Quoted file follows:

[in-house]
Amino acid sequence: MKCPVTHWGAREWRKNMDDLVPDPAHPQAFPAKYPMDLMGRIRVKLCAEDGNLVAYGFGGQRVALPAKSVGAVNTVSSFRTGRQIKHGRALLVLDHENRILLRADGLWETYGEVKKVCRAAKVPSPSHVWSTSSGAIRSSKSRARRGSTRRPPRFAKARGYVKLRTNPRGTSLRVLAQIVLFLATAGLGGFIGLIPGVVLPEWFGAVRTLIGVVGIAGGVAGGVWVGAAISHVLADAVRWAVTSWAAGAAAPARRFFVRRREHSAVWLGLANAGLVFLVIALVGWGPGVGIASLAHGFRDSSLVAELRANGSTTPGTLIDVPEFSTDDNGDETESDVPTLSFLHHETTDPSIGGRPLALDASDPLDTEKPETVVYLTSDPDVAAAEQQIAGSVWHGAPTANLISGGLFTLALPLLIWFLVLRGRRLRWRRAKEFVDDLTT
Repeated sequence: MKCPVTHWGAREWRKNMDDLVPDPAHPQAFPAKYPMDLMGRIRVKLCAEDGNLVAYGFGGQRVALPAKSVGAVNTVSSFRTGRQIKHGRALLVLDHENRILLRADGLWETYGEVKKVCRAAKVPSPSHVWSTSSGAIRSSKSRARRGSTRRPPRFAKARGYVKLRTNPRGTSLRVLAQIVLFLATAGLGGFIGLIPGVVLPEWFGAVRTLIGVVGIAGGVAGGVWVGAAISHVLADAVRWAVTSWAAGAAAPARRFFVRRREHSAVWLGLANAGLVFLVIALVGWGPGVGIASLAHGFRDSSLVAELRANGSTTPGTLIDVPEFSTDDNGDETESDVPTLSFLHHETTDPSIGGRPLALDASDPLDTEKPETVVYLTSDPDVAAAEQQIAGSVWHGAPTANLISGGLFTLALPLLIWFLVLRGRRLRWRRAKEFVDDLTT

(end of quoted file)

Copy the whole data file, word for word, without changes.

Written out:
[in-house]
Amino acid sequence: MKCPVTHWGAREWRKNMDDLVPDPAHPQAFPAKYPMDLMGRIRVKLCAEDGNLVAYGFGGQRVALPAKSVGAVNTVSSFRTGRQIKHGRALLVLDHENRILLRADGLWETYGEVKKVCRAAKVPSPSHVWSTSSGAIRSSKSRARRGSTRRPPRFAKARGYVKLRTNPRGTSLRVLAQIVLFLATAGLGGFIGLIPGVVLPEWFGAVRTLIGVVGIAGGVAGGVWVGAAISHVLADAVRWAVTSWAAGAAAPARRFFVRRREHSAVWLGLANAGLVFLVIALVGWGPGVGIASLAHGFRDSSLVAELRANGSTTPGTLIDVPEFSTDDNGDETESDVPTLSFLHHETTDPSIGGRPLALDASDPLDTEKPETVVYLTSDPDVAAAEQQIAGSVWHGAPTANLISGGLFTLALPLLIWFLVLRGRRLRWRRAKEFVDDLTT
Repeated sequence: MKCPVTHWGAREWRKNMDDLVPDPAHPQAFPAKYPMDLMGRIRVKLCAEDGNLVAYGFGGQRVALPAKSVGAVNTVSSFRTGRQIKHGRALLVLDHENRILLRADGLWETYGEVKKVCRAAKVPSPSHVWSTSSGAIRSSKSRARRGSTRRPPRFAKARGYVKLRTNPRGTSLRVLAQIVLFLATAGLGGFIGLIPGVVLPEWFGAVRTLIGVVGIAGGVAGGVWVGAAISHVLADAVRWAVTSWAAGAAAPARRFFVRRREHSAVWLGLANAGLVFLVIALVGWGPGVGIASLAHGFRDSSLVAELRANGSTTPGTLIDVPEFSTDDNGDETESDVPTLSFLHHETTDPSIGGRPLALDASDPLDTEKPETVVYLTSDPDVAAAEQQIAGSVWHGAPTANLISGGLFTLALPLLIWFLVLRGRRLRWRRAKEFVDDLTT